Spring At Last by Lorna Lancaster

Horses are, without question, majestic creatures, and for this reason, they have been the subject of many pieces of artwork for centuries. Whether it’s the noble workhorse or the speedy racehorse, these paintings have always made viewers take a step back to admire their sheer beauty.

Equestrian art has certainly been around for much longer than today’s racehorses. Over time the genre has grown and changed to remain relevant to the audience.

Early Equestrian Art

In the sixteenth century, noblemen and monarchs would commission portraits of their noble steeds. In paintings, they were often used to portray a sense of importance and social stature. In early images, there were three common poses that horses would be painted in: Standing Still, trotting slowly or balanced on their hind legs.


Fine Black Horse by Elizabeth Sadler
Fine Black Horse by Elizabeth Sadler

Evolution of Equestrian Art

With the introduction of photography, the traditional style of equestrian art was pushed as these images could accurately show how the horse galloped. In early pieces, a horse’s movement was often painted with the front legs extended at the front and the rear legs extending backward, which is not a realistic representation of how a horse naturally moves. However, the developments in photography meant that artists could now draw horses more realistically in movement after studying photography.

When horse racing was introduced and grew in popularity during the nineteenth century, they were the inspiration for many impressionists artists.

French impressionist artist Edgar Degas referenced Muybridge’s photographs of the horse in motion. Studying them for his later work. In many of his paintings, he aimed to capture the build-up to the race start.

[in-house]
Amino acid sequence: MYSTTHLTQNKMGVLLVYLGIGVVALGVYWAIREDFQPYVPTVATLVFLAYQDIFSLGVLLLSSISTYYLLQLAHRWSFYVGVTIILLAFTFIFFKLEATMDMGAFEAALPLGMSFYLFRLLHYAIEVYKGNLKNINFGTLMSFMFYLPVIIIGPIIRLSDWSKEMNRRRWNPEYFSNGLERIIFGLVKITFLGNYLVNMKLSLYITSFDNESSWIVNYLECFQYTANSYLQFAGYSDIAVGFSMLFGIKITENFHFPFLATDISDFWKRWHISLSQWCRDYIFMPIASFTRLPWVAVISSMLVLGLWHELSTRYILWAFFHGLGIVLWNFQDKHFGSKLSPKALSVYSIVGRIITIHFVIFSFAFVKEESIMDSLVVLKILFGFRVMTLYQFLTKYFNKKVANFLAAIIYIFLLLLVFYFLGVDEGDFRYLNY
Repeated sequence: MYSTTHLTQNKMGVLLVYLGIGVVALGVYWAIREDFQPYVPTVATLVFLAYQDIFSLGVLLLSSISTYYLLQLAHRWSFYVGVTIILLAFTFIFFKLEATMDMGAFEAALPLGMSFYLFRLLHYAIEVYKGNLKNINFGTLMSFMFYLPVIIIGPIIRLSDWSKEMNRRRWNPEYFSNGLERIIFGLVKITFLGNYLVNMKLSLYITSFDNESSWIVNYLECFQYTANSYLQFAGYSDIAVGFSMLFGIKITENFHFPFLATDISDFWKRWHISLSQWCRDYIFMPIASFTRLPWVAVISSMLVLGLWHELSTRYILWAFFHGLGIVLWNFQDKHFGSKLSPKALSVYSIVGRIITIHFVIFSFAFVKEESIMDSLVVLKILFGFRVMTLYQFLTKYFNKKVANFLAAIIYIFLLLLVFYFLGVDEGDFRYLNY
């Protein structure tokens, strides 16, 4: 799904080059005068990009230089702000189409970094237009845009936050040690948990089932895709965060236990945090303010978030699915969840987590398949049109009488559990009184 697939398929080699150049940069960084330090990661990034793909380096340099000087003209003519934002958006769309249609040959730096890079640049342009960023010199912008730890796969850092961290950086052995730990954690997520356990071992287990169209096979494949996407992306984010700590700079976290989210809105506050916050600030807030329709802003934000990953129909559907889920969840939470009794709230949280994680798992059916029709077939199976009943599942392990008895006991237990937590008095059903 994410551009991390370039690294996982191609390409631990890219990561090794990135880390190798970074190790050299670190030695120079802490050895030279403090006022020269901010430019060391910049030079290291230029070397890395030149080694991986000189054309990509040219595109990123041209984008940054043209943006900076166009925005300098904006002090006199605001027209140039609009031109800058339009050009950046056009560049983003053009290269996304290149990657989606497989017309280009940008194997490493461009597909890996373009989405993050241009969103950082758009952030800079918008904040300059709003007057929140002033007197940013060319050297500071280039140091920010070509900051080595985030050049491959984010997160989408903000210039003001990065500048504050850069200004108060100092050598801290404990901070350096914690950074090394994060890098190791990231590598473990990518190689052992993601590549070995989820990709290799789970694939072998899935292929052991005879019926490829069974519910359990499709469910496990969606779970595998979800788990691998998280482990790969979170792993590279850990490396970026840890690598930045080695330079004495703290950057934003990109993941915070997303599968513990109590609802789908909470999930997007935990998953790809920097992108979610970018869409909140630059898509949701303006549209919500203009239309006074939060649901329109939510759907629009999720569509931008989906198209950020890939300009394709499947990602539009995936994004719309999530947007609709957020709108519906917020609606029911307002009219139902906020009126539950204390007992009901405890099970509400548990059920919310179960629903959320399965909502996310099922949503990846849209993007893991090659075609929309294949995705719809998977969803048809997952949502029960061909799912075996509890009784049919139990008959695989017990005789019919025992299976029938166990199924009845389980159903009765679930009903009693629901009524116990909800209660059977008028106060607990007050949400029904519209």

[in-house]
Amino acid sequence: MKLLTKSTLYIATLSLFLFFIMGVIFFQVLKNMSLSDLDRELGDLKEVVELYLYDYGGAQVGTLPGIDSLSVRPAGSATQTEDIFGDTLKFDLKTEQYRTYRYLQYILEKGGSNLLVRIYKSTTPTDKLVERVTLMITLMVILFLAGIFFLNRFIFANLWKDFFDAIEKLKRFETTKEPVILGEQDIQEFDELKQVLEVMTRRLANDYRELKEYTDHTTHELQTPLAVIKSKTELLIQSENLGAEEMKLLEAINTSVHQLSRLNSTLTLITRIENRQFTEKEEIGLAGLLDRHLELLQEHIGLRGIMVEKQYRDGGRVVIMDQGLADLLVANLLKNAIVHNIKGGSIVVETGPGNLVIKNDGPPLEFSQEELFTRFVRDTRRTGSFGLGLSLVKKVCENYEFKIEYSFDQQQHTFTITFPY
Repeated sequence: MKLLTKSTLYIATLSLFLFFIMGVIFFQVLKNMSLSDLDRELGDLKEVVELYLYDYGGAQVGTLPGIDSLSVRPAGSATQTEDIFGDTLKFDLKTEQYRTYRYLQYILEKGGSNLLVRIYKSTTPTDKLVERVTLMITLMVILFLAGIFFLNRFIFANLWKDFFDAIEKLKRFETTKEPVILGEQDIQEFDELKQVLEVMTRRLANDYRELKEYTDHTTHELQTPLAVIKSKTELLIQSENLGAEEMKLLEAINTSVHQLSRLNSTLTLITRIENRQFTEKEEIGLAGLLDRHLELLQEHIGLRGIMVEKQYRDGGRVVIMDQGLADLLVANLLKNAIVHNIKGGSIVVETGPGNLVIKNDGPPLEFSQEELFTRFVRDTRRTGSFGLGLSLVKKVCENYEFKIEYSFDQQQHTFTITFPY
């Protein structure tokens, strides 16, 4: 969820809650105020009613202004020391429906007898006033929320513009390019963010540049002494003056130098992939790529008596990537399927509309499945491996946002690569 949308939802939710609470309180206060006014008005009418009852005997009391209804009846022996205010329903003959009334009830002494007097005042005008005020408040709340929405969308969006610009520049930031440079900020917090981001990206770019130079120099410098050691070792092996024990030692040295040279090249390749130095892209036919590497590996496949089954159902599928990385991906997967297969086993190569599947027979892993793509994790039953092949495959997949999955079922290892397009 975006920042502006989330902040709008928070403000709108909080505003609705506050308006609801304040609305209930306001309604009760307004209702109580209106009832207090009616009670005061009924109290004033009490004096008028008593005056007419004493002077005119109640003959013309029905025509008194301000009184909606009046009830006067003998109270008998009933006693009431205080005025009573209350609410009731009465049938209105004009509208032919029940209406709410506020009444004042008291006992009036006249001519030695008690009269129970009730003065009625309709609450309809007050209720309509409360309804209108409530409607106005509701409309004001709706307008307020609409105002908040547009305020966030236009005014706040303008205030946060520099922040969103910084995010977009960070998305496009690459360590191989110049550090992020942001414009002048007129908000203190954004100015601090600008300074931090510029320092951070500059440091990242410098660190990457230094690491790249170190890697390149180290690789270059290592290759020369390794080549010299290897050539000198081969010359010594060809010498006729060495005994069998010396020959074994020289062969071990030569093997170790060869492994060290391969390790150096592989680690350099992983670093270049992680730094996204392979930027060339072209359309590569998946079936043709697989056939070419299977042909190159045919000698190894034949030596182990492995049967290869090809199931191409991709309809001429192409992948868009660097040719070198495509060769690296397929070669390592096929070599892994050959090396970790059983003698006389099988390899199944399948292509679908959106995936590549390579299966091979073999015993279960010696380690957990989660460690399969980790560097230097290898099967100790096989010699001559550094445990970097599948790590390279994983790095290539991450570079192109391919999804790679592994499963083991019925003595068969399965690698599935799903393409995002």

Sir Alfred Munnings traveled to England in the early 1900s, taking commissions from wealthy society figures with prized horses. His impressionist style proved popular, and he was known for his attention to detail and realistic work.

Another British equestrian painter George Stubbs is considered to be the first sporting artist. In the late 18th century, he examined the anatomy of horses, spending eighteen months dissecting equine horse carcasses. His detailed anatomical drawings aided other artists.

Equestrian Art is as popular today as it was in the past. With many modern equestrian artists bringing their own unique twist to the genre. In the Art2Art range, you will find equestrian pieces from contemporary equestrian artists Lorna Lancaster, Elizabeth Sadler and Rakhmet Redzhepov amongst others. Please take a look if you are looking to expand your collection with a statement piece of equestrian art.


Space and Wind by Rakhmet Redzhepov
Space and Wind by Rakhmet Redzhepov
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